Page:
“That's what I would say has been very nice to see. Certainly, it has worked out in our favour and has given us increased depth.”
Let’s give props to new assistant coaches Spencer Carbery and Dean Chynoweth, too.
Each has brought fresh eyes to Toronto’s special teams and helped improve a power play and penalty kill, respectively, that were trending something ugly before they stepped behind the bench.
Biggest disappointment: Nick Ritchie
Dubas struck gold on most of his off-season pickups, but he’d love a mulligan on Nick Ritchie at $2.5 million times two seasons. Ritchie has played 33 games, with two prolonged runs on Matthews’ top line and plenty of power-play looks, and has only two goals, nine points and a minus-6 to show for it.
The biggest Maple Leaf has taken some careless minor penalties and hasn’t found a way to impose his physicality on the game often enough. It’s telling that once the Leafs began getting healthy in early January, Ritchie was waived and demoted to the taxi squad, where his cap hit only stings half as harsh.
Most telling: On Monday, Keefe declared his “optimal look” up front. Ritchie was a healthy scratch in that look.
Goaltender Mrazek also had a rough three months, as a nagging groin injury limited him to just seven first-half appearances. And the stellar play of Campbell did a fantastic job of masking the pain of Mrazek’s $11.4-million pay day — which lingers in the background as a potential disappointment for another day.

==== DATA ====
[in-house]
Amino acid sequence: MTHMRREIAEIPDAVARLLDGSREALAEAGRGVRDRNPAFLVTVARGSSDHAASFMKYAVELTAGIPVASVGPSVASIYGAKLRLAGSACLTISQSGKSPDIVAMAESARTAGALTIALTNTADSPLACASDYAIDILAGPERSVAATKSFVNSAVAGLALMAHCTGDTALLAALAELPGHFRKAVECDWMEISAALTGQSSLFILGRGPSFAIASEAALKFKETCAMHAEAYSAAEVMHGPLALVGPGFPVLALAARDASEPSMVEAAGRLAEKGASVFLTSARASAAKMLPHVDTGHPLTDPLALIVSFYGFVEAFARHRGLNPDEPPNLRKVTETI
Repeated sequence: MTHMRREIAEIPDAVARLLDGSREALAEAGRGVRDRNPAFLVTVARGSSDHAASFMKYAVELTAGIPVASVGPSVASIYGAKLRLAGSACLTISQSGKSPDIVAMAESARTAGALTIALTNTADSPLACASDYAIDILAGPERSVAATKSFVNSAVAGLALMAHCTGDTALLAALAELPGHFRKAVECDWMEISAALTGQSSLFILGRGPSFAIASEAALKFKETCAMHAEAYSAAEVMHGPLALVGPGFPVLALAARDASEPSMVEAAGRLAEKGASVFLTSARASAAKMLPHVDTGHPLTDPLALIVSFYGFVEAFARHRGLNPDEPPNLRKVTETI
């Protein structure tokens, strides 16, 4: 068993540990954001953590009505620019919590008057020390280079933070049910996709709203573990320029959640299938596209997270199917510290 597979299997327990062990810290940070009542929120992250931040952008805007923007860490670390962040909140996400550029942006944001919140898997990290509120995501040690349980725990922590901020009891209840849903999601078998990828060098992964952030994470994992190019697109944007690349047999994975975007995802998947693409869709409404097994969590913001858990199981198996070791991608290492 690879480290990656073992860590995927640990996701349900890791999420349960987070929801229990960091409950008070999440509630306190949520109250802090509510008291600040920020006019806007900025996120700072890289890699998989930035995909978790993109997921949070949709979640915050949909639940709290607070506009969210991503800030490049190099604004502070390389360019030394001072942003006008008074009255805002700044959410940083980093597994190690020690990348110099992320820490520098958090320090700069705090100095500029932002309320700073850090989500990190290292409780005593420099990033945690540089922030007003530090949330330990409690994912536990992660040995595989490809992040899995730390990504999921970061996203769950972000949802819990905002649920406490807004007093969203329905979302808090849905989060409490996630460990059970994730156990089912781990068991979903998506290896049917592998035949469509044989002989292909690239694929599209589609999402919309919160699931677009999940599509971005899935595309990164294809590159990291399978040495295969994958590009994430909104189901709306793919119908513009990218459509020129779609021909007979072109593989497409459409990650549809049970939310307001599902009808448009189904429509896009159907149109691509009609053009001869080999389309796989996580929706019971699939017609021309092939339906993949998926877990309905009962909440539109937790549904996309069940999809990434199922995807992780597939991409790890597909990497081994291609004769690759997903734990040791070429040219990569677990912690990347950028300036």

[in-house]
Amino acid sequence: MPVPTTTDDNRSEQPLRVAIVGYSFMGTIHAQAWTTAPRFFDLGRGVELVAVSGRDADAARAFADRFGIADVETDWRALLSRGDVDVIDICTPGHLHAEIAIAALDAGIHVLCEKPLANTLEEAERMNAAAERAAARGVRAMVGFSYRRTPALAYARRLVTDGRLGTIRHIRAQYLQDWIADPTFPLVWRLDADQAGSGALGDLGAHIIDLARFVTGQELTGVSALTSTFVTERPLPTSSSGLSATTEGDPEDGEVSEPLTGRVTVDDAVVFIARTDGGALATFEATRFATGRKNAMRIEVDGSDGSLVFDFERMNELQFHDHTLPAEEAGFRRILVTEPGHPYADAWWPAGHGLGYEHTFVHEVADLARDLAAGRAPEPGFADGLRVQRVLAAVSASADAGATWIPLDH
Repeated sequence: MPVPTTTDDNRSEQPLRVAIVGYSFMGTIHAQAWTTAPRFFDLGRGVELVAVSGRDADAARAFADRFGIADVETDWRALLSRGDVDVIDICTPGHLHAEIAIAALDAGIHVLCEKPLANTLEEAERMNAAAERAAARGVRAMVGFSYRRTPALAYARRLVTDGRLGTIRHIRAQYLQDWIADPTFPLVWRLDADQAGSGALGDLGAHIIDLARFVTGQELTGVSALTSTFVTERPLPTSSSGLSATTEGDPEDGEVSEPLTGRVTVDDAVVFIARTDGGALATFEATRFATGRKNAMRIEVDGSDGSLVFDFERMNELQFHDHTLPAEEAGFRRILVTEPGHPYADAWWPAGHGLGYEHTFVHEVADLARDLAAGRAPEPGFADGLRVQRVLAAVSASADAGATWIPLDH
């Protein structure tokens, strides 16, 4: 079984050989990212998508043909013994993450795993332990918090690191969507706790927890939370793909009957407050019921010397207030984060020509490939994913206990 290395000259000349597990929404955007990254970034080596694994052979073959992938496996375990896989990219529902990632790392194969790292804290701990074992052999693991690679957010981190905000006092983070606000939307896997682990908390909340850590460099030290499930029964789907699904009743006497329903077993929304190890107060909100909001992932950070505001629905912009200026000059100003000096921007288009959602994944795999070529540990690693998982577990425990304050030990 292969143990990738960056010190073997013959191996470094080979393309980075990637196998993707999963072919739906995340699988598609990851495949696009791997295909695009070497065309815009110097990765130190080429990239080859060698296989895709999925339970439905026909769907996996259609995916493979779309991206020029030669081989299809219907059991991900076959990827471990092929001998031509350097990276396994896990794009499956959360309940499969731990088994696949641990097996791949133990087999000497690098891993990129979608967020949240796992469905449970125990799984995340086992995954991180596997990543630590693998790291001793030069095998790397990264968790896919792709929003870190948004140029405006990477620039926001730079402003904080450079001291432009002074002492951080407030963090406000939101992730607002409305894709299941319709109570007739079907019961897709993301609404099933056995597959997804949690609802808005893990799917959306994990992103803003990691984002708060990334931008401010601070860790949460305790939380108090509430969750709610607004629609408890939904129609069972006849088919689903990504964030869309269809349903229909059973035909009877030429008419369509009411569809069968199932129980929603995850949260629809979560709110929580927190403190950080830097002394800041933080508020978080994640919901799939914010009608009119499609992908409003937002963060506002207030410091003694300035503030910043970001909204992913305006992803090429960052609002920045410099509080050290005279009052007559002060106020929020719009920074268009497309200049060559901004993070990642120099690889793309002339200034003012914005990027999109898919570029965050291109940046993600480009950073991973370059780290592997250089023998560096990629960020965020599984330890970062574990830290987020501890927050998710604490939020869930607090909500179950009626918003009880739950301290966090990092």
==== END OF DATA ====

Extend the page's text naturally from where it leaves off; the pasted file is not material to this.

Biggest question for the second half: How can Dubas improve this roster?
No doubt, the Maple Leafs are a regular-season force, one of a handful of stacked squads that could go on a deep playoff run. They’ve reinforced that by building a .726 points percentage and a plus-41 goal differential.
OK. So, what does the general manager do — and what is he willing to cough up — to separate his group from the pack?
Maybe the better way to phrase it is: What can Dubas do to keep up with the pack? Because we know Florida and Boston and Tampa Bay are just as eager to bulk up and win ASAP.
We like the forward depth here. Six Leafs forwards are on pace for 50-plus-point seasons; the entire top 12 is tracking a minimum of 25. Not many opponents can claim that. Still, with Ritchie underwhelming, there is speculation that the Leafs wouldn’t mind adding up front. (Claude Giroux’s name will be out there.)
"We're definitely not satisfied with where we are," Kerfoot said. "We know we have a lot to improve on, especially on the defensive side of things."
In our opinion, the top shopping priority is on the blue line, particularly a defensive-minded right shot with more experience than Travis Dermott and Timothy Liljegren.
Dubas has consistently shown a willingness to invest futures to aid the present. But with limited cap space, question-mark prospects (what is Nick Robertson’s worth on the market these days?) and no 2022 draft picks in rounds 3 through 6, he’ll have to get creative in any serious bidding war.